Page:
mA = np.random.rand(10, 10)
 strA = melancholia.printA(mA, iRowSpaces=0)
 print(strA)

which gives an output like:

_images/printA_2Dnoseparation.png

Custom format of entries

By default, the custom format of entries is ‘%.6f’. Function argument ‘strFormat’ regulates the format of entries. Allowed formats are ‘%d’ (integer numbers), %.1f, %.2f, %.3f...etc. In the example below the entries are printed as integers:

 mA = np.random.randint(-10,10(10, 10))
 strA = melancholia.printA(mA, strFormat='%d')
 print(strA)

which gives an output like:

_images/printA_format.png

Array header

It is possible to add a header before an array is printed. Header contains information about the number of dimensions of an array, its shape and the type of entries. Function argument ‘bPrintHeader’ adds a header:

 mA = np.random.rand(10, 10)
 strA = melancholia.printA(mA, bPrintHeader=1)
 print(strA)

now there is a header added before an array:

_images/printA_header.png

Array name in a header

Function argument ‘strArrayName’ is used to add an array name to the header of an array:

 mA = np.random.rand(10, 10)
 strA = melancholia.printA(mA, strArrayName='mA', bPrintHeader=1)
 print(strA)

the array name is added to the header:

_images/printA_headername.png

Wrap lines after x characters

If a 2D array, or a 1D array printed horizontally, has many entries in a single row, it may be needed to wrap lines with the entries. By deafult, the line is wrapped after 4096 characters. This may be regulated using ‘iMaxCols’ argument. In the example below the lines are wrapped NOT LATER then after printing 89 characters. Note: new line ‘\n’ is treated as a character.

 mA = np.random.rand(10, 10)
 strA = melancholia.printA(mA, iMaxCols=89)
 print(strA)

the lines are now wrapped:

_images/printA_wrapAfterXCharacters.png

Wrap lines after x entries

With argument ‘iMaxEntr’ it is possible to regulate line wrapping so that the lines are wrapped after given number of printed entries:

 mA = np.random.rand(10, 10)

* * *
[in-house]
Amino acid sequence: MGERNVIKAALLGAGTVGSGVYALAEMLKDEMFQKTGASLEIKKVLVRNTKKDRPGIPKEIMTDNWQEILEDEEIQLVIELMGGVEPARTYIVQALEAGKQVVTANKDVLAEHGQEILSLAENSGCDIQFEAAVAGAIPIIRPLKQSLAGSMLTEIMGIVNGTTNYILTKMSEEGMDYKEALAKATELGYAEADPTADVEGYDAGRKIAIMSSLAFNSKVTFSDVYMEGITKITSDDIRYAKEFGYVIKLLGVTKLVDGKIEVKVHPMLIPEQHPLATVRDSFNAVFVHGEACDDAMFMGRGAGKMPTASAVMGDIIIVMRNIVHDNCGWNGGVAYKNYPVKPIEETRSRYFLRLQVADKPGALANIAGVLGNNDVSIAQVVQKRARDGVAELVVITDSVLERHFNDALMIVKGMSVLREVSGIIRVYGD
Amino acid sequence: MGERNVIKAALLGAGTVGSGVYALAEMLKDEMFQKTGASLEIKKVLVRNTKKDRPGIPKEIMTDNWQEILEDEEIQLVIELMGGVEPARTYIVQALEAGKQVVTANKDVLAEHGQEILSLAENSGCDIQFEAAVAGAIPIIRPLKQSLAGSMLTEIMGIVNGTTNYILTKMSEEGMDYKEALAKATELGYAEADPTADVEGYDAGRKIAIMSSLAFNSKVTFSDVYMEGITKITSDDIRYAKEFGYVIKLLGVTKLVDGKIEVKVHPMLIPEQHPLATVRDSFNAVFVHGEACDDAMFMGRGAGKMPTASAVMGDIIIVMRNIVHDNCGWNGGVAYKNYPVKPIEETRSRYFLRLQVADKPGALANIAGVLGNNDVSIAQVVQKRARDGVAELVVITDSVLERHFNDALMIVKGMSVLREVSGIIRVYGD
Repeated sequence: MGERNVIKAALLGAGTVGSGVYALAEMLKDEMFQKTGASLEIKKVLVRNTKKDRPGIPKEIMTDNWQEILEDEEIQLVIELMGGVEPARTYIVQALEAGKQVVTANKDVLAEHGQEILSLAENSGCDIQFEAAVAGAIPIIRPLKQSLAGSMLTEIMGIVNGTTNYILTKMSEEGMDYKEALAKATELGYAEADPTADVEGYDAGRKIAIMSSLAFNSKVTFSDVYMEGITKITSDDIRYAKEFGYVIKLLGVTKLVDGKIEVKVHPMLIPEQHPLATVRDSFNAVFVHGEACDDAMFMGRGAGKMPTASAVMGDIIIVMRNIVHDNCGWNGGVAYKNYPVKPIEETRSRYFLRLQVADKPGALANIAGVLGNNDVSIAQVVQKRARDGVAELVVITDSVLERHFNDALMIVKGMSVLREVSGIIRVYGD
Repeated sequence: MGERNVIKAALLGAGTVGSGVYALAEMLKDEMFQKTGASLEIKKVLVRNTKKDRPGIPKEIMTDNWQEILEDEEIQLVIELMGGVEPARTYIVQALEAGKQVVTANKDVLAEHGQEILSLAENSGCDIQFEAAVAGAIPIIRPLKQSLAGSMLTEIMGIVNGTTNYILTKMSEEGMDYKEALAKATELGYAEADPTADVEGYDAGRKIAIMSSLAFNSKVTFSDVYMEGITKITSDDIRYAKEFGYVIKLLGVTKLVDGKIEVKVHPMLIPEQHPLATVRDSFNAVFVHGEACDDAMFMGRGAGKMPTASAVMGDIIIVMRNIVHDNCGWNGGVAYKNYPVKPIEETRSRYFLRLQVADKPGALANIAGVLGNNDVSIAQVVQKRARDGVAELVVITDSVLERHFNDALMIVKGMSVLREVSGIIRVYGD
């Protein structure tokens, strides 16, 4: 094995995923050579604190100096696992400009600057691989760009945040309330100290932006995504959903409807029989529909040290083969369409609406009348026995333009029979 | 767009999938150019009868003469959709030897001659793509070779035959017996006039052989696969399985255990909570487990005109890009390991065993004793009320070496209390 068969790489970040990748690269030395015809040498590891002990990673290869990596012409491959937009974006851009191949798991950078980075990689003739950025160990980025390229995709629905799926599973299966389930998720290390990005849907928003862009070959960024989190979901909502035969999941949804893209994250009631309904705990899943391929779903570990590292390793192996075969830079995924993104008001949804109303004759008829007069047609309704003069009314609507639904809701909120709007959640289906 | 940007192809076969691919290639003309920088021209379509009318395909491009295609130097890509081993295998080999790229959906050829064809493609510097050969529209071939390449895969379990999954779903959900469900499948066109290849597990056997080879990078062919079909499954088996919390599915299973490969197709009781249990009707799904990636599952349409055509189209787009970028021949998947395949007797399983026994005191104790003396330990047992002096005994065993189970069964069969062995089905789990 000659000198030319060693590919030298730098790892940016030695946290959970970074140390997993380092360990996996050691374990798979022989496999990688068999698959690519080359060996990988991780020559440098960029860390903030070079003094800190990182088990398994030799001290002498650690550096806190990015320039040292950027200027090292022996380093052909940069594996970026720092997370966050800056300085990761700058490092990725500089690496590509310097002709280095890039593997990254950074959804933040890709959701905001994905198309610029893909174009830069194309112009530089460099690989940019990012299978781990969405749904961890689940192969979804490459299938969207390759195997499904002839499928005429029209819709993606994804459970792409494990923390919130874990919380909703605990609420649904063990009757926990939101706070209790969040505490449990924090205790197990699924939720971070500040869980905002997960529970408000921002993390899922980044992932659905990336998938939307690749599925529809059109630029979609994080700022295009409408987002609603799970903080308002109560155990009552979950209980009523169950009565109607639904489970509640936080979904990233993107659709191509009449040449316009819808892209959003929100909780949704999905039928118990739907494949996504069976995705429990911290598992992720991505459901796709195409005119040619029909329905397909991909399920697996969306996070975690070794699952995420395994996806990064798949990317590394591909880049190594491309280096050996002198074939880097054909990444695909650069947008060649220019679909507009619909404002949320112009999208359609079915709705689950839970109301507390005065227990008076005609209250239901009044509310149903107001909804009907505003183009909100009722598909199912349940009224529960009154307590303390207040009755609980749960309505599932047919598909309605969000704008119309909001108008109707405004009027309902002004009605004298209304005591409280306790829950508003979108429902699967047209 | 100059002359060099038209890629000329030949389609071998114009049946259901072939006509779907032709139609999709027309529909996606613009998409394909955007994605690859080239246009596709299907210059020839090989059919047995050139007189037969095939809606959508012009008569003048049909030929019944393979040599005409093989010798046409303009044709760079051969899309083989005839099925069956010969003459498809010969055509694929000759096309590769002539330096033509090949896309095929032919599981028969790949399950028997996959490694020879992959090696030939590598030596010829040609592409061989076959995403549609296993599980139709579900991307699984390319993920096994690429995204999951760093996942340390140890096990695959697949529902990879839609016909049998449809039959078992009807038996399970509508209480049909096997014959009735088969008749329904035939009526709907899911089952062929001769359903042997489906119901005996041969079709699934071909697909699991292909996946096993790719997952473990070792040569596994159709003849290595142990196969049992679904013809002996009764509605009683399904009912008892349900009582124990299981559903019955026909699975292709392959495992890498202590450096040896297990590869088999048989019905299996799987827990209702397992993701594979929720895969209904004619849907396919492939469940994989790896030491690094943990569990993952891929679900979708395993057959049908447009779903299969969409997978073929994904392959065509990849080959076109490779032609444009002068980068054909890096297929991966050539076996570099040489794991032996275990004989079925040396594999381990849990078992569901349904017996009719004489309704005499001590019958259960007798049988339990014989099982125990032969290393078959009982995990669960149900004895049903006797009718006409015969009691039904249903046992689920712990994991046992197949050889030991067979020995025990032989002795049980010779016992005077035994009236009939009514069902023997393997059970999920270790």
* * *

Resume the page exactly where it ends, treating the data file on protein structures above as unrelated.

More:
strA = melancholia.printA(mA, iMaxEntr=9)
 print(strA)

the lines are now wrapped after 9 printed entries:

_images/printA_wrapAfterXEntries.png

No separation between the wrapped lines

If an array is printed with line wrapping, by default there is one line separation between wrapped lines. Argument ‘iLineSpaces’ is able to regulate the spacing between the lines. To remove any separation between the wrapped lines, the argument ‘iLineSpaces’ must be zeroed:

 mA = np.random.rand(10, 10)
 strA = melancholia.printA(mA, iMaxEntr=9, iLineSpaces=0)
 print(strA)

the lines are now wrapped without any line separation:

_images/printA_wrapNoSeparation.png

Writing an array to a file

Function dumpA which is implemented in ‘melancholia’, is able to write a NumPy array to a string variable. It takes two required arguments: an array to be printed to a file and a filename. The function is in fact an overlay to the printA function, hence all of the arguments which can be used with printA function (described above) work with dumpA function. An example below writes an array to a array.txt file:

 mA = np.random.rand(10, 10)
 melancholia.dumpA(mA, strFile='array.txt')

File mode

By deafult the file is opened with mode ‘w’ (write). Argument ‘strMode’ can be used to open a file in the ‘a’ (append) mode:

 mA = np.random.rand(10, 10)
 melancholia.dumpA(mA, strFile='array.txt', strMode='a')

In the ‘a’ (append) mode array is added to the end of file, while in the ‘w’ write mode, a new file is created.

Warning

In the write mode, an existing file of a given name will be deleted and overwritten.

Indices and tables